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The "Making a GIF" Lesson is part of the full, Creative Coding with Canvas & WebGL course featured in this preview video. Here's what you'd learn in this lesson:

Matt explains why a GIF may be a solution for showing solutions to clients, and transforms the example from the last section.


Transcript from the "Making a GIF" Lesson

>> Speaker 1: Let's just try and add a bit of animation,
>> Speaker 1: And then once we do some animation we'll just export it as a GIF. And then we can move a little bit into shaders and we'll try and sort of take a bit more chill in the rest of the afternoon.

Just cuz I'm sure it's like a lot of knowledge to absorb all in one go. So what I'm gonna do is just remember this settings here. We have it set to true, which means starts it up with a random loop. So actually right now even if though looks the same, it's rendering 60 time a second and it's rendering the scene many, many times.

And what we can do is just rotate our entire scene just to produce some animation. So we can do scene, which is, remember it's something we defined up there. We can do scene.rotation.y = time. And this is where our thumb trick gets really, really useful. So I'm saying rotation.y = time.

You can change this to be a different coordinate, like x or z. And you'll start to see it looks a bit different. And so going back to our thumb trick. If you go back to doing this finger pointing and you remember that the thumb is the y-axis, that means we're actually rotating our entire scene around that axis.

And it's the same if we were to set this to be x. Imagine you take your middle finger and you're just cranking it like you would a motorcycle handle or something like that. And it's rotating the entire object like that, it's the same with zed. So I am totally guilty of constantly when I'm doing creative coding, you'll see me sometimes just with my hand there like this.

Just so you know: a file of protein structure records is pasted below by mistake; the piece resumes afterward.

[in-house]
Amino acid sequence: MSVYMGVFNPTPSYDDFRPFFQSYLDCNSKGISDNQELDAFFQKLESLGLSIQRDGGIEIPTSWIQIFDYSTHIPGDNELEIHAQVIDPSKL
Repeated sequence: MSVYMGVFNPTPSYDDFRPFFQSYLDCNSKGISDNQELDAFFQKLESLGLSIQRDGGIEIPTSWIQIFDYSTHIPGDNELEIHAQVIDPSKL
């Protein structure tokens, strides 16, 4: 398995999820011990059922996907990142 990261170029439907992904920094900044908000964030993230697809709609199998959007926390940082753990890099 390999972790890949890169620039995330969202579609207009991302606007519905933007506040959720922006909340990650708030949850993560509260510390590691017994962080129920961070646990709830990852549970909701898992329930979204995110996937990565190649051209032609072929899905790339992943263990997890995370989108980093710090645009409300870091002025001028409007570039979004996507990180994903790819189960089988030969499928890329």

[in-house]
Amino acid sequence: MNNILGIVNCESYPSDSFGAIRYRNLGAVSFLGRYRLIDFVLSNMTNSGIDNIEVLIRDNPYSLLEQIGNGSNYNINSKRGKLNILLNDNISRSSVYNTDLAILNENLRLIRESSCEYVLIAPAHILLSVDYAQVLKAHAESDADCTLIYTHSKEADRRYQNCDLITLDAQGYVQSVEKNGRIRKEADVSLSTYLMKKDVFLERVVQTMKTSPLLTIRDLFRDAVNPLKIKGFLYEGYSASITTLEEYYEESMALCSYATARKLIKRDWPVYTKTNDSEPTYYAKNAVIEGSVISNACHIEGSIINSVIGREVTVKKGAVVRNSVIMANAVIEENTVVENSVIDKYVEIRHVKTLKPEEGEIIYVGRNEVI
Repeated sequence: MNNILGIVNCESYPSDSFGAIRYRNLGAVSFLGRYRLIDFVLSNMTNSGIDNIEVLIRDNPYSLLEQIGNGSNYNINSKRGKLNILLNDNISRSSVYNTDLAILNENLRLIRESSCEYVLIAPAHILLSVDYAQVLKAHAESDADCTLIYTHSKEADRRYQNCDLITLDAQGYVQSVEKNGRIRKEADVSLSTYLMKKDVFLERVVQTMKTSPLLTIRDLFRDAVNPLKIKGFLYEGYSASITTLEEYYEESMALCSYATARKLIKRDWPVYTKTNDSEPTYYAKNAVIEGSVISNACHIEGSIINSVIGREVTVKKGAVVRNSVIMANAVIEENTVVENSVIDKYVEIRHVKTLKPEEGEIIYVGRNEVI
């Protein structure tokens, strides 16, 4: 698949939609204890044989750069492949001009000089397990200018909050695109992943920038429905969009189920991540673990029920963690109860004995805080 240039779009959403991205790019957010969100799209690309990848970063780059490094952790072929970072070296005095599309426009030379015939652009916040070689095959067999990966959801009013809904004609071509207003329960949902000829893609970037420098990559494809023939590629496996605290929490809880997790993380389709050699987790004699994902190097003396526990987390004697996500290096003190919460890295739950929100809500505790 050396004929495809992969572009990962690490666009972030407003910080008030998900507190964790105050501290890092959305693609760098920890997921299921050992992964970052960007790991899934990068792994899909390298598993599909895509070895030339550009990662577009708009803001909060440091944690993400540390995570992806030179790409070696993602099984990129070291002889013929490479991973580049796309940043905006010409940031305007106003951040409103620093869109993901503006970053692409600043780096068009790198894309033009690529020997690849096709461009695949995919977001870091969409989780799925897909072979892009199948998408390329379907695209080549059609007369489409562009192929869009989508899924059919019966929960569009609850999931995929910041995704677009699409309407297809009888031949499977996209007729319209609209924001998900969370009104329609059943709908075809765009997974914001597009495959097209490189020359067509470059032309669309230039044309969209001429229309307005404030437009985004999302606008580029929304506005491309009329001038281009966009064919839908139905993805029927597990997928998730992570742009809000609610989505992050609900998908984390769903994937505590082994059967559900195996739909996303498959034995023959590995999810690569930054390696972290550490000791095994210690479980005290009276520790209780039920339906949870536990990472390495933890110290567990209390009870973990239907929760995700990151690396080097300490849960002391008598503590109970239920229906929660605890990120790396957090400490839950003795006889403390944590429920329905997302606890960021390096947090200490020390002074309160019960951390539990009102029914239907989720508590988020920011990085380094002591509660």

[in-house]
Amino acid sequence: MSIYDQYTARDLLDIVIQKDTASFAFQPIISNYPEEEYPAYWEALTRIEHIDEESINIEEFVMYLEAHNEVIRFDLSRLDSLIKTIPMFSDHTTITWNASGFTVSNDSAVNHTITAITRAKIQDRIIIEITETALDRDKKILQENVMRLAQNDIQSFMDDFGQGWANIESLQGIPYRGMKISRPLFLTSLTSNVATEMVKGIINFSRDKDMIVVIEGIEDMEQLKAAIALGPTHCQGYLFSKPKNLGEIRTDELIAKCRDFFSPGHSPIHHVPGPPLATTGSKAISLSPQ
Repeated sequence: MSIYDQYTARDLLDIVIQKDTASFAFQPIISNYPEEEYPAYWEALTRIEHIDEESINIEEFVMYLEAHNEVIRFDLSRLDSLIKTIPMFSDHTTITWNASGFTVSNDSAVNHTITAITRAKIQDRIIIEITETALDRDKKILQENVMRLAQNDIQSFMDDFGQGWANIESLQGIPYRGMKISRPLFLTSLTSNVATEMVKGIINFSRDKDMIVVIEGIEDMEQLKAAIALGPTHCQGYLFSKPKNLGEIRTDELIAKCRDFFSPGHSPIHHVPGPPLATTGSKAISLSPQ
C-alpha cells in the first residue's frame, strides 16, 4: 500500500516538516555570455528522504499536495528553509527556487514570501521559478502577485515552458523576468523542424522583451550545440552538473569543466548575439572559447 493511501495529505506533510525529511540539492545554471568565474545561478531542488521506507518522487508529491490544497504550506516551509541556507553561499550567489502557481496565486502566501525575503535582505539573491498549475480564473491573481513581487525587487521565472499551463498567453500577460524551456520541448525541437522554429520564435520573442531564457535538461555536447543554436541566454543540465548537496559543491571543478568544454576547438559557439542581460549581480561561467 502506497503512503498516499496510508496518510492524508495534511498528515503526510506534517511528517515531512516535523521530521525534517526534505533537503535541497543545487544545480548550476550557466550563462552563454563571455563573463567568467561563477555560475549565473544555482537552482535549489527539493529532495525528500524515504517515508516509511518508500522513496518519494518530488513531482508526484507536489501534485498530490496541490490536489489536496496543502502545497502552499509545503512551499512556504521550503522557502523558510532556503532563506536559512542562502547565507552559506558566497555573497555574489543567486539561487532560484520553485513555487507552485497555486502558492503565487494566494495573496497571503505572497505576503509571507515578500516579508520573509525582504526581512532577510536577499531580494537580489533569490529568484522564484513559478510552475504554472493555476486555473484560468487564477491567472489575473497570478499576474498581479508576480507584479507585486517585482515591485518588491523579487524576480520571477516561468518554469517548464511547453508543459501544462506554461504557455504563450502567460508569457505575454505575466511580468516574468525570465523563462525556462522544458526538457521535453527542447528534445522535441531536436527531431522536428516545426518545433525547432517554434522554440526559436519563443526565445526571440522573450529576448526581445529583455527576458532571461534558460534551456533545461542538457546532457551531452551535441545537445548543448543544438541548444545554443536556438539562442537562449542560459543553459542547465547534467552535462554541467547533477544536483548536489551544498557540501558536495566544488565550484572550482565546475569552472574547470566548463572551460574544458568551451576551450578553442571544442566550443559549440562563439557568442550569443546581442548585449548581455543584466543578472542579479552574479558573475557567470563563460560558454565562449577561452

And I'll be trying to visualize what I'm trying to do based on my thumbs and fingers. So now we have a loop, basically, and we can make this a bit more complicated. But before we do that, I just wanna talk about how do we export loops and how do we create a GIF?

Because quite often, when you're showing a client something, you can show them the website. Or if you're sharing something over Twitter, or if you're showing something over email, maybe you wanna show them a GIF, or maybe you wanna show them an MP4. And generally speaking, I've been doing a lot more GIFs and a lot more animation lately.

And it's kind of opened me up into this new world of motion graphics, where a lot of clients, they might see a web page even though the web page is real time. They might not really think of it as real-time motion graphics. And for some reason, when you show them a GIF, or when you show them an MP4, they start to realize that they can use that in their own branding.

Whether it's for a commercial, or whether it's for something that they're projecting on a wall, or showing at a screen at a client event or something like that.

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